Is sentinel node biopsy in melanoma an essential component of care? Despite a large multinational trial and recently published or updated guidelines, the question is still a thorny one according to experts who debated the issue at the recent meeting of the Society of Surgical Oncology in Washington, DC.1,2
“It’s safe and it’s prognostic,” said Giorgos C. Karakousis, MD, Assistant Professor of Surgery at the University of Pennsylvania’s Perelman School of Medicine in Philadelphia. Moreover, he contended, it facilitates regional control and may play a therapeutic role.
On the contrary, said Mary S. Brady, MD, Associate Attending Physician at Memorial Sloan-Kettering Cancer Center, there is no high-level evidence that sentinel node staging provides better regional control or contributes to survival. There is level 1 medical evidence that the procedure is diagnostic, and not therapeutic. And while sentinel node biopsy is prognostic, the value of staging is questionable when standard adjuvant therapies have limited effectiveness and are poorly tolerated.
Both speakers marshaled their arguments around the different levels of thickness of the primary lesion. For thin melanomas (Breslow thickness ≤ 1 mm), positive sentinel nodes are uncommon, especially in those with tumors < 0.76 mm. The procedure is not recommended in thin melanomas by either the guidelines published by ASCO and the SSO last year,3 or the latest NCCN guidelines, revised in early 2013.4
However, Dr. Karakousis noted that it might be warranted for patients whose primary lesion is between 0.76 and 1 mm, and particularly for those who have certain other higher-risk features. “In thin (T1) lesions, the incidence of positive sentinel nodes tends to be very low overall,” he said. “In very thin lesions (< 0.75 mm in depth), the sentinel lymph node positivity rate is even lower and the procedure generally is not recommended in this group, although it may be very selectively considered if other factors such as high mitotic rate, ulceration, lymphovascular invasion, or positive deep margins (of a transected specimen) are present.”
“Can we select for patients with thin melanomas that have a higher risk of sentinel node positivity? I think the answer is ultimately yes,” he said. “There is still debate in part about which factors are predictive.”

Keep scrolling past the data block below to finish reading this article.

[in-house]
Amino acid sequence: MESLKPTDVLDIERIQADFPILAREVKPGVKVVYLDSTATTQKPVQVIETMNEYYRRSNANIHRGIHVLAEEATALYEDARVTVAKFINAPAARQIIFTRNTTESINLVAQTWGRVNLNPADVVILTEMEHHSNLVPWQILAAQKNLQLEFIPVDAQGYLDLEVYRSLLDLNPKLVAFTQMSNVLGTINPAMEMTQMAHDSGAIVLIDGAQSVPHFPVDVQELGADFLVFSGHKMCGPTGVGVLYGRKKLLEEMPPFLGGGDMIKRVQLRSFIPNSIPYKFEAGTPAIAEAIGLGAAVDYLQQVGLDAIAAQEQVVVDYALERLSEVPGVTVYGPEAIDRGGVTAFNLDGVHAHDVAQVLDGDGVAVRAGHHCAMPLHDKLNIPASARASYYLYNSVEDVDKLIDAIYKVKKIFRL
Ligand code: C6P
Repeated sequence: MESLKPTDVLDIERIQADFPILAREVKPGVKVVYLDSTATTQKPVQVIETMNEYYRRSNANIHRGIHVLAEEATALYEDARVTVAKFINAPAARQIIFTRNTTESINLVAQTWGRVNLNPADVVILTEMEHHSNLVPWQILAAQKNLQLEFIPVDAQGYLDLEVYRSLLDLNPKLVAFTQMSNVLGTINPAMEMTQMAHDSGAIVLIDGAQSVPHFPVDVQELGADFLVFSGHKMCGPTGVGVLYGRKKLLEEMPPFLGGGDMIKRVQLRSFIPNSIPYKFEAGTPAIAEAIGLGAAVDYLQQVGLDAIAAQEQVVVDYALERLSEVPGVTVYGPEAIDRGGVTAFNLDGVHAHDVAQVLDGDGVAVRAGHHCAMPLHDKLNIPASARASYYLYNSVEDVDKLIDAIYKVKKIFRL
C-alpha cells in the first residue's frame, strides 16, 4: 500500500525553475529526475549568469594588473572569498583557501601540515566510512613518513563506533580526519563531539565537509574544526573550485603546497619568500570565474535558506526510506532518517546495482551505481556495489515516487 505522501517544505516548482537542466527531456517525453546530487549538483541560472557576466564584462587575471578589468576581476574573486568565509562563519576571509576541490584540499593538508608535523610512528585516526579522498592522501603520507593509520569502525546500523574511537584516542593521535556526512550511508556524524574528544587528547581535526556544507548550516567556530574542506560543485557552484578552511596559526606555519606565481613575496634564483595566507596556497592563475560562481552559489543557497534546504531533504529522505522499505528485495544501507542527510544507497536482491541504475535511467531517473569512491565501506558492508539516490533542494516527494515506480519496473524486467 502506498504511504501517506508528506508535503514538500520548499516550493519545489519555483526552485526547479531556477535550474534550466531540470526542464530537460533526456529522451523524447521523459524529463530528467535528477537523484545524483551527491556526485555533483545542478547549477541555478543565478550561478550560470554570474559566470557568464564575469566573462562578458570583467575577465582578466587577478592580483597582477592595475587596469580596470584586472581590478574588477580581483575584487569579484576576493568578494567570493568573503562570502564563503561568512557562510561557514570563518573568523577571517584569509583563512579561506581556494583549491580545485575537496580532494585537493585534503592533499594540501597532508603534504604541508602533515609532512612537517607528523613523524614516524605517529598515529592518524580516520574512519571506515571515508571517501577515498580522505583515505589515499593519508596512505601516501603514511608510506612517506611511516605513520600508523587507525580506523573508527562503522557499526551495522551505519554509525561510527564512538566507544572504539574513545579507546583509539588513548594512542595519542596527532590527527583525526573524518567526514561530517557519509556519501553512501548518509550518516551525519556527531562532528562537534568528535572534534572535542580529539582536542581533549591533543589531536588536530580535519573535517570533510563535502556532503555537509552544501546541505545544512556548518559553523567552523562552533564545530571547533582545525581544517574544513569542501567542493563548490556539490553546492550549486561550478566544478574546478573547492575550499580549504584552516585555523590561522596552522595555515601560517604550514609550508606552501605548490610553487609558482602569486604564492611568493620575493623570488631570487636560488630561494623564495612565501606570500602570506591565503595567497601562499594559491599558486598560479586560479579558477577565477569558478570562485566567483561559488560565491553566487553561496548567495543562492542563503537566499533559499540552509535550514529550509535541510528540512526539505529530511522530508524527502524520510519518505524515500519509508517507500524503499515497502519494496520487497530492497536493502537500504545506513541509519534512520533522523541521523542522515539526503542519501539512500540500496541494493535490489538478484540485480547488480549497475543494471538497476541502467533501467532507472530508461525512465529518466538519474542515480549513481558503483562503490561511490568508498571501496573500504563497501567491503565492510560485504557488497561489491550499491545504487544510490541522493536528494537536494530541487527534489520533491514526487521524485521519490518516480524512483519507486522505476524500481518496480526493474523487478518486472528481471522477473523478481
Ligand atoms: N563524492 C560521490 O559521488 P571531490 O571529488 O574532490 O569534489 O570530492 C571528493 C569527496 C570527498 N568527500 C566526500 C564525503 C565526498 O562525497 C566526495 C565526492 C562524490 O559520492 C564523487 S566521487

Dr. Brady agreed, cautiously, that sentinel node biopsy could be a “rational option” for higher-risk, thin melanomas. However, she said in an interview, patients offered this option should understand that while it may give them information about prognosis, that is all it will do. “It has nothing to do with therapy,” she said.
That theme—the possible value or lack of value of sentinel node biopsy for therapy and regional control—continued as the speakers moved to intermediate lesions (1–4 mm Breslow thickness).
A major source of data for intermediate melanomas is the first Multicenter Selective Lymphadenopathy Trial (MSLT-1),5 which compared wide excision with sentinel node biopsy and immediate lymphadenectomy if necessary to wide excision with surveillance and delayed lymphadenectomy if necessary. There was no difference between the two arms in melanoma-specific survival, the primary endpoint of the trial.
Dr. Karakousis emphasized that MSLT-1 “validated the tremendous prognostic utility of the [sentinel lymph node] biopsy technique.” He noted that in the sentinel node biopsy group, there was a statistically significant improvement in the estimated 5-year disease-free survival, due in large part to the higher nodal relapse rate in the observation group.
Also, he pointed out, in the subgroup of patients with nodal metastases, those who had immediate lymph node dissection had a significantly higher melanoma-specific survival rate than those in the observation group who had delayed lymphadenectomy (72% vs 52%). This suggests that “there may be some therapeutic effect of the sentinel node biopsy procedure in patients with micrometastases,” he said.